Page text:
Thursday, June 26, 2008

Persecution & Martyrdom, Part II

St. John Fisher, by Hans Holbein the Younger
"...a public outcry was brewing among the London populace who saw a sinister irony in the parallels between the conviction of John Fisher and that of his patronal namesake, Saint John the Baptist, who was executed by King Herod for challenging the liceity of Herod's marriage to his brother's widow, Herodias. For fear of John Fisher's living through his patronal feast day, that of the Nativity of St. John the Baptist on June 24, and of attracting too much public sympathy, King Henry commuted the sentence to that of beheading, to be accomplished before June 23, the Vigil of the feast of the Nativity of St. John the Baptist. His execution on Tower Hill on June 22, 1535, had the opposite effect from that which King Henry VIII intended. John Fisher's beheading created yet another ironic parallel with that of the martyrdom of St John the Baptist whose was also beheaded."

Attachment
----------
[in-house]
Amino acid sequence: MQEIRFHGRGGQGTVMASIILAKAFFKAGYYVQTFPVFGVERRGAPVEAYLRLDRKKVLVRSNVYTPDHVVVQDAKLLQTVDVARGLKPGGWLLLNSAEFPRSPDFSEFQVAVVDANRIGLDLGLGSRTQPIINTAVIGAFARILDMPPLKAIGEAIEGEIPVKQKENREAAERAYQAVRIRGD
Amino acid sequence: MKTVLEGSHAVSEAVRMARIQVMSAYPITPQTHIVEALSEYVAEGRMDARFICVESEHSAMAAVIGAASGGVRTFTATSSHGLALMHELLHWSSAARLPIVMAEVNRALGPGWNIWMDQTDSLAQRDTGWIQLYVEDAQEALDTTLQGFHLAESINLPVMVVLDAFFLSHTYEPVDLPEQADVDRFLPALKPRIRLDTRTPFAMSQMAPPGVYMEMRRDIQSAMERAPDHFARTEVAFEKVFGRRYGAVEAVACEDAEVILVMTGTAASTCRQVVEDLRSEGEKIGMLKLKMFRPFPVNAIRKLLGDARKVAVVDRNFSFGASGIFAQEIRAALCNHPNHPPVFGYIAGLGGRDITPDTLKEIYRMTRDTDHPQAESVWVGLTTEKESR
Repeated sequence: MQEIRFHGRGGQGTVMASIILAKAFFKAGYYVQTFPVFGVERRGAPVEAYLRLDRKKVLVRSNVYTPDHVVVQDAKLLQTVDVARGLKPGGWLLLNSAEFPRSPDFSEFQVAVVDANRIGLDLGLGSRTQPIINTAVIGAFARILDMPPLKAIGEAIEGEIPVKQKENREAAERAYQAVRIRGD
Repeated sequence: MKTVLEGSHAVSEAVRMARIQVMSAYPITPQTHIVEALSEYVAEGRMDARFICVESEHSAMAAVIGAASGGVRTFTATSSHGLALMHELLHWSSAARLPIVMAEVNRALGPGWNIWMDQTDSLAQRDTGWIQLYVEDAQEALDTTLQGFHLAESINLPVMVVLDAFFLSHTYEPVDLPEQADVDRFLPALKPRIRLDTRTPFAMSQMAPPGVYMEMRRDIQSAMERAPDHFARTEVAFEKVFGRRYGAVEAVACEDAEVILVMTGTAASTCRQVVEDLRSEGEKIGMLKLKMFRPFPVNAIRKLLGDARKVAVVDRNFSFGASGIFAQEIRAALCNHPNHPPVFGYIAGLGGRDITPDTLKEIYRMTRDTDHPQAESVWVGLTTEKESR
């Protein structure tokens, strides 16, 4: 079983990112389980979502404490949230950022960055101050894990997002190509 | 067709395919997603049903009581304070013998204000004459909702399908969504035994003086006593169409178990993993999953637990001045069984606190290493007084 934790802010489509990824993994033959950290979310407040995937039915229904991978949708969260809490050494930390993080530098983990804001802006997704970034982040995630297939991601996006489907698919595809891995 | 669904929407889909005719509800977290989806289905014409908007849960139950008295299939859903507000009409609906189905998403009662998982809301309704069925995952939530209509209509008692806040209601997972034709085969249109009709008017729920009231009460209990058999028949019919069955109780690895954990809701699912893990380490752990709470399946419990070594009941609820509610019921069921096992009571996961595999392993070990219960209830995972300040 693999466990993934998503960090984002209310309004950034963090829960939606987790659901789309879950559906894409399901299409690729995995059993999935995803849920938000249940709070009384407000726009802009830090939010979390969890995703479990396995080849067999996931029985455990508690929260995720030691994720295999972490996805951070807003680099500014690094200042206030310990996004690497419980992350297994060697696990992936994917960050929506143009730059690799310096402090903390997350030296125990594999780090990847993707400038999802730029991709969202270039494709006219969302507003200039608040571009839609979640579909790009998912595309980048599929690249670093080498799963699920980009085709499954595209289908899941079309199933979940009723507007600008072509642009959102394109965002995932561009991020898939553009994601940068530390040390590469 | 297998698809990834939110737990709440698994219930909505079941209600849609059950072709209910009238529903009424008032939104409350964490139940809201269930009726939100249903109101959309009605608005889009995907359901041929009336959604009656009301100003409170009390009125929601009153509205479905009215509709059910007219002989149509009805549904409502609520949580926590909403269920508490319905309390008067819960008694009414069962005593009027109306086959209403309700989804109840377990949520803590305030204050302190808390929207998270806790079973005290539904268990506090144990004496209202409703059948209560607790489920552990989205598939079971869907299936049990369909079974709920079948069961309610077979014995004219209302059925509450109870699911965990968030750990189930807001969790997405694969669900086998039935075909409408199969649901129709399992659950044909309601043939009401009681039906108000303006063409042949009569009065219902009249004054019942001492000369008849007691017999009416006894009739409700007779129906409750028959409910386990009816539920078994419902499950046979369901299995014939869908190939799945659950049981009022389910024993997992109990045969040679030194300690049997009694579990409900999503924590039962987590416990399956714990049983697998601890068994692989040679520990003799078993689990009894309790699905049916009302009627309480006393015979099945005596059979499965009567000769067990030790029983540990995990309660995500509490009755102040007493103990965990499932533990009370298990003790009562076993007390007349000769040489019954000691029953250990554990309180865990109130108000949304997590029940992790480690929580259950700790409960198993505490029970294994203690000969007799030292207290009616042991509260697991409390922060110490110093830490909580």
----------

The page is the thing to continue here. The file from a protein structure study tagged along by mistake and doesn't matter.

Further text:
"Bishop John Fisher's last moments were thoroughly in keeping with his previous life. He met death with a calm, dignified, courage which profoundly impressed all who were present. His body was treated with particular rancour, apparently on King Henry VIII's orders, being stripped and left on the scaffold till evening, when it was taken on pikes and thrown naked into a rough grave in the churchyard of Allhallows, Barking. There was no funeral prayer. A fortnight later, his body was laid beside that of Sir Thomas More in the chapel of St. Peter ad Vincula in London. The bishop's head was stuck upon a pole on London Bridge, but its ruddy and lifelike appearance excited so much attention that, after a fortnight, it was thrown into the Thames, its place being taken by that of Sir Thomas More, whose martyrdom occurred on July 6."
Look at the Catholic witnesses in England and pray, for our time is approaching.
Act of Resignation
O Lord, my God, from this day I accept from your hand willingly and with submission, the kind of death that it may please you to send me, with all its sorrows, pains, and anguish. Into your hands, O Lord, I commend my spirit. Do with me what You will. Amen+

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